The vast majority of retailers would love to enjoy the luxury of $3,000 per square foot.
Catalogers know how this process works. If a cataloger only mailed a November catalog, that catalog would generate $15 per book. But when a cataloger adds the 28th catalog to the calendar, it generates $3 per book. The law of diminishing returns is alive and well.
Catalogers know the square footage game as well ... in catalogs, it's square inches. Have a 64 page catalog, and you get $60 demand per thousand pages circulated. Have a 128 page catalog, and you get $40 demand per thousand pages circulated. The law of diminishing returns is alive and well.
Established retailers know how this process works. Your first store in the New York City market generates $500 per square foot ... your tenth store in the New York City market generates $250 per square foot. The law of diminishing returns is alive and well.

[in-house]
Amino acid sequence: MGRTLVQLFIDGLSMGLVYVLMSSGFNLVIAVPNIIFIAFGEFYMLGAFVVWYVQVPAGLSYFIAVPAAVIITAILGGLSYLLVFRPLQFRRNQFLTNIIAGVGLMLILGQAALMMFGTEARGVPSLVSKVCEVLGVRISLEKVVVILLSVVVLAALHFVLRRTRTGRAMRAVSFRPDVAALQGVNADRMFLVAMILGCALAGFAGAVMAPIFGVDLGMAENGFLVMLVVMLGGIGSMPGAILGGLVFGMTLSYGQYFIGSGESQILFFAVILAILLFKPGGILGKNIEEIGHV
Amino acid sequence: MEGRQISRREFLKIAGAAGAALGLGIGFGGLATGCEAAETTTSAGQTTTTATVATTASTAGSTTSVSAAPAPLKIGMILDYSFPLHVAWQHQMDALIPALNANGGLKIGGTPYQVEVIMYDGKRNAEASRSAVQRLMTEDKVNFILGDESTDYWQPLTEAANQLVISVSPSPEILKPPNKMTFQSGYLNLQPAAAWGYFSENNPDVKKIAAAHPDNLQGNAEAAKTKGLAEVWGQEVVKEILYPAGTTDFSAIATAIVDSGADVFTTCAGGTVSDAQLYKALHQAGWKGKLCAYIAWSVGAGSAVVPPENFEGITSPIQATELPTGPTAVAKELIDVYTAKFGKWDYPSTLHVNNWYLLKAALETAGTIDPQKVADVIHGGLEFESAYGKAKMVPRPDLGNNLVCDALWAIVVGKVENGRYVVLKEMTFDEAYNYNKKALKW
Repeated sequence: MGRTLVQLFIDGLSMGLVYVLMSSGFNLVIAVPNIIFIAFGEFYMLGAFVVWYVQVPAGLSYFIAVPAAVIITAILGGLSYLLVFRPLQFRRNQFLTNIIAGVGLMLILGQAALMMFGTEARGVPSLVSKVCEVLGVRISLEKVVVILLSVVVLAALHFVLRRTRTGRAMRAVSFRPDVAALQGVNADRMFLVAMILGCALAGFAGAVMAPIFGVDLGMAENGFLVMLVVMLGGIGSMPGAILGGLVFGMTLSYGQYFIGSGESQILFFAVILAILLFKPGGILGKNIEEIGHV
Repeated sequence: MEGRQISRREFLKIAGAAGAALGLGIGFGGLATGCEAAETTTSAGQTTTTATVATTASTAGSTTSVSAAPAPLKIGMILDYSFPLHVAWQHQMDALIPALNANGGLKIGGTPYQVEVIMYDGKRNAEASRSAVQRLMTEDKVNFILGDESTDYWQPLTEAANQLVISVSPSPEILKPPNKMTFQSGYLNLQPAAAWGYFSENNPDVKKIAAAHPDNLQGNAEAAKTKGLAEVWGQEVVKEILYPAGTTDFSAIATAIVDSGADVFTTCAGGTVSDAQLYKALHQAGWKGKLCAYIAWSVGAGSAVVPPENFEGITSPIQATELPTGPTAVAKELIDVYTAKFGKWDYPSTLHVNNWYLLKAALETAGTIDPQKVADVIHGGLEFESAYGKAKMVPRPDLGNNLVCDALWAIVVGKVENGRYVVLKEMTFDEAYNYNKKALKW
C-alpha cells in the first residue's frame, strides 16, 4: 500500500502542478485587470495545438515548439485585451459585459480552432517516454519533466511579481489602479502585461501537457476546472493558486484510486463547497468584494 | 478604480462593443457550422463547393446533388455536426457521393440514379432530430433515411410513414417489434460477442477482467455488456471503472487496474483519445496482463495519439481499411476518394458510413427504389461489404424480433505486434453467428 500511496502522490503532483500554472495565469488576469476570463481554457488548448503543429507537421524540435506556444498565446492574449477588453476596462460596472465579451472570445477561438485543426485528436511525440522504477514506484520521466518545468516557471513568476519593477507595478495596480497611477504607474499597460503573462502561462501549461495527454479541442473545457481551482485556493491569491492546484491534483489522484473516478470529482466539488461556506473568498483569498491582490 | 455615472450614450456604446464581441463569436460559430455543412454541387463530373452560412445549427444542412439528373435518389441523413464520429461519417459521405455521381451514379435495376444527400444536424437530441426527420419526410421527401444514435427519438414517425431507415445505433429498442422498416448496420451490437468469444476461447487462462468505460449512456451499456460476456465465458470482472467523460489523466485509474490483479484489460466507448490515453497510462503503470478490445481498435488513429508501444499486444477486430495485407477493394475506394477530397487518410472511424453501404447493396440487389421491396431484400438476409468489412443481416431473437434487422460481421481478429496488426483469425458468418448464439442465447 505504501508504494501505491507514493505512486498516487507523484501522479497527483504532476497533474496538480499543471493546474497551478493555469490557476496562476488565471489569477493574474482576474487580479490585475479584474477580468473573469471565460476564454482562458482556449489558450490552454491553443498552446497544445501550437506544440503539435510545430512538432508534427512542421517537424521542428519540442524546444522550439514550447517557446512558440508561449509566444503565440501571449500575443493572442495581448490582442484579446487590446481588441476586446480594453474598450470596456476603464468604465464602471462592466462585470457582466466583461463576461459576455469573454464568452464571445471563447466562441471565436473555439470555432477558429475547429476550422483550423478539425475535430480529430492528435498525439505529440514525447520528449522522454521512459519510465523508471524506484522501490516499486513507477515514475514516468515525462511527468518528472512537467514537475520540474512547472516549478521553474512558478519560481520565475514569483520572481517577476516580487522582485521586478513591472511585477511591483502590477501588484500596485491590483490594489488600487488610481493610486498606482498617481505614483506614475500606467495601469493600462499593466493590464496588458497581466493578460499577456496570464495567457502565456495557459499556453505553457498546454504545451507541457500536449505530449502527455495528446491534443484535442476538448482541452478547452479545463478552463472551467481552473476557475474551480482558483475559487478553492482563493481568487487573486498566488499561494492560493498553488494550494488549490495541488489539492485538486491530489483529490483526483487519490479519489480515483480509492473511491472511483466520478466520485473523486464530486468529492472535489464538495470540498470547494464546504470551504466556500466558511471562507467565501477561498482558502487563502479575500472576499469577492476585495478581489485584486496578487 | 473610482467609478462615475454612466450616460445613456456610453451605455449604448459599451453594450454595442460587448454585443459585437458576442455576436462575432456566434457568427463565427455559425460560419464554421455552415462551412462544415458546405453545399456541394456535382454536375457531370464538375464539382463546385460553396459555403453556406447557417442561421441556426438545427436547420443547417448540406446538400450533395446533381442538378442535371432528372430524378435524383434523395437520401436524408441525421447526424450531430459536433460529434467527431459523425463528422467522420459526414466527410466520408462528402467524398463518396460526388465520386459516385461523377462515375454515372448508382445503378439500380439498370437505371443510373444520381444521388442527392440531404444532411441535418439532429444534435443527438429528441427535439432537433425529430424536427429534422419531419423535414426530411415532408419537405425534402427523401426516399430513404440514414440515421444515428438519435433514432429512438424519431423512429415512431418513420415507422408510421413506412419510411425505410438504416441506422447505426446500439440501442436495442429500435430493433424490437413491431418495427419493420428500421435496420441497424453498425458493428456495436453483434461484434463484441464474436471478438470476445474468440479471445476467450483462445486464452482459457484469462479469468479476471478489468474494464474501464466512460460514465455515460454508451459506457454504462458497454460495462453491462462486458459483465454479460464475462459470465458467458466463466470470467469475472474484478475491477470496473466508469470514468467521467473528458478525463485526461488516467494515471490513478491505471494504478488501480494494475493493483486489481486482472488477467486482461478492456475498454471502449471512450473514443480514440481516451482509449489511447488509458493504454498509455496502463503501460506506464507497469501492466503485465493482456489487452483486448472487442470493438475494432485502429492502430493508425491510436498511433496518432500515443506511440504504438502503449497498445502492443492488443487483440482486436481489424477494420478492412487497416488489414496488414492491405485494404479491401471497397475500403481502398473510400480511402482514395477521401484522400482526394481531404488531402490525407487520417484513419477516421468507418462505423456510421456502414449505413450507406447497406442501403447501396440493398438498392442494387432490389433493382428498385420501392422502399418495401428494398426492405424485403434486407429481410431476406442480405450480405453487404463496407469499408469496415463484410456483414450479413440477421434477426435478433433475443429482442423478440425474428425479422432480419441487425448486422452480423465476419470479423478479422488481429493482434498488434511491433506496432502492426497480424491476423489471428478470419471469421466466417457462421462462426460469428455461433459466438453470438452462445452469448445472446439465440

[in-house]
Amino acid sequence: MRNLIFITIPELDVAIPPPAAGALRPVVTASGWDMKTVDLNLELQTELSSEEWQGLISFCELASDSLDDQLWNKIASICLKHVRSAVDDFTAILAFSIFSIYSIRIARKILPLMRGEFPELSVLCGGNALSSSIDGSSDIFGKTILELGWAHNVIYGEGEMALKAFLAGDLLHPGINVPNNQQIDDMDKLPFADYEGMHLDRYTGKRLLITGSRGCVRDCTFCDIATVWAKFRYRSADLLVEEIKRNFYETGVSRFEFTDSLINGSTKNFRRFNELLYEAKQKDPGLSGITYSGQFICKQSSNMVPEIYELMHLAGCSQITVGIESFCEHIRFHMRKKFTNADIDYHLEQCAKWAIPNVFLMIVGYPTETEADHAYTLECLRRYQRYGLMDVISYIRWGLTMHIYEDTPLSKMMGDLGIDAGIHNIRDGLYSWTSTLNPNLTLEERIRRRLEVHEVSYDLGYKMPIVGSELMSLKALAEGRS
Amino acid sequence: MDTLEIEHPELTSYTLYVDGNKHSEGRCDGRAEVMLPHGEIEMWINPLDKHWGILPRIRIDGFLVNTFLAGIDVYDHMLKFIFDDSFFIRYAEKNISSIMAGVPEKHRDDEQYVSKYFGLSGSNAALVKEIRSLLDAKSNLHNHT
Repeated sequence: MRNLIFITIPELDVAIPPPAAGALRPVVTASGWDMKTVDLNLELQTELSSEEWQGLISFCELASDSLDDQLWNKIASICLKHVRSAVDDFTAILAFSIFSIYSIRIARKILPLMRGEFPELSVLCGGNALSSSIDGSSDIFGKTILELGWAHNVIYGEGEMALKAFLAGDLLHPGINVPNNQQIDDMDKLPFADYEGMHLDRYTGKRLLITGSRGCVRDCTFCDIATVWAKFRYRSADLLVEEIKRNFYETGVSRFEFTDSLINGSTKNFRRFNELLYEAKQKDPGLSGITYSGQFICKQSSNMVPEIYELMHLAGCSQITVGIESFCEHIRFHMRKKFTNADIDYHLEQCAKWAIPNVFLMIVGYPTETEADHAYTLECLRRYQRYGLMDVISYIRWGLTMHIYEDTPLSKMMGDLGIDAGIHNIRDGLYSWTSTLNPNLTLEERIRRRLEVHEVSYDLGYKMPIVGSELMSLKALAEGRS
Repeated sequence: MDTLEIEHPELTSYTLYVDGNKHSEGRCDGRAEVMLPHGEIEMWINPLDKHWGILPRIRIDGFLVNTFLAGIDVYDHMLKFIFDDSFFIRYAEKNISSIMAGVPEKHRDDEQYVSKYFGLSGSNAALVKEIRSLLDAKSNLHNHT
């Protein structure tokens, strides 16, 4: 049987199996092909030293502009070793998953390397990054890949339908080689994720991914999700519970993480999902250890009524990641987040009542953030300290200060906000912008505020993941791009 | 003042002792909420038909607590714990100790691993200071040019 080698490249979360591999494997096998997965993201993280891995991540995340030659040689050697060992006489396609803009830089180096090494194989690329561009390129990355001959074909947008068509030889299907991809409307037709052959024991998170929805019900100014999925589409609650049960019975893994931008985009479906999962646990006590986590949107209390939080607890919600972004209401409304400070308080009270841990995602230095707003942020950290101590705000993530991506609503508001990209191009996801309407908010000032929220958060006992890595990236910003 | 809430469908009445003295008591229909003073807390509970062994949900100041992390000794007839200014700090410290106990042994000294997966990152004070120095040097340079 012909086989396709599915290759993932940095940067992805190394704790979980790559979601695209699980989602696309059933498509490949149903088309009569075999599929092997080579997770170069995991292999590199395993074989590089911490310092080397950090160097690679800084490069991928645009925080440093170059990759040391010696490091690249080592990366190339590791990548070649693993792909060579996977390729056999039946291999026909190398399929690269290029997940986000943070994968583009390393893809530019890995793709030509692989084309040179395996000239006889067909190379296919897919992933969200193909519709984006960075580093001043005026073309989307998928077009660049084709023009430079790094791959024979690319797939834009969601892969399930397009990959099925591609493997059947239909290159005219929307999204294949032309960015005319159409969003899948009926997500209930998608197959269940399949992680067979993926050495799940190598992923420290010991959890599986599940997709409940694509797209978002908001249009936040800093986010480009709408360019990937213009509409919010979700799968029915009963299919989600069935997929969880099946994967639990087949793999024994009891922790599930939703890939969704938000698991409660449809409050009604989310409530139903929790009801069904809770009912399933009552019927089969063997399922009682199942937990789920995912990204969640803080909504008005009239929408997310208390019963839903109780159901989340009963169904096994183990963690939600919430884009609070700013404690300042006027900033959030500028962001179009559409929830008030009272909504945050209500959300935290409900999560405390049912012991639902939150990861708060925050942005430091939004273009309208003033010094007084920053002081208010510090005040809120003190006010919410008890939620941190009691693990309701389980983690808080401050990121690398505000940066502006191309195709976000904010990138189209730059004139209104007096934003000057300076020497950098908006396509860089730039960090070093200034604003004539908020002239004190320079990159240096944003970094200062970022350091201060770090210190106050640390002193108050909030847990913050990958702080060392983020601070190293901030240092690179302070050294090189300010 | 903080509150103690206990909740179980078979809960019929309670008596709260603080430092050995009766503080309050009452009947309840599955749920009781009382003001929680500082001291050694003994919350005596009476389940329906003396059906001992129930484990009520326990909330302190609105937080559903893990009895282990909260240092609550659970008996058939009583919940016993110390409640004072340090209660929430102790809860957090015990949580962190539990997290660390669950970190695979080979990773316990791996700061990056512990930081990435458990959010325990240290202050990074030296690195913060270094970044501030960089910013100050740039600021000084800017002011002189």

Warby Parker deserves praise for earning $3,000 per square foot - you go and try to achieve that level of productivity - it's not easy. The challenge for Management, of course, is to forecast what happens if the size of a store were to increase (this store is less than 1,600 square feet - very, very small), and as the number of stores within / across markets increase. That's hard work, because with one data point, you can draw a line from the data point to anywhere.
Major, major props for good performance. Major challenges forecasting what happens next. And your mileage will vary.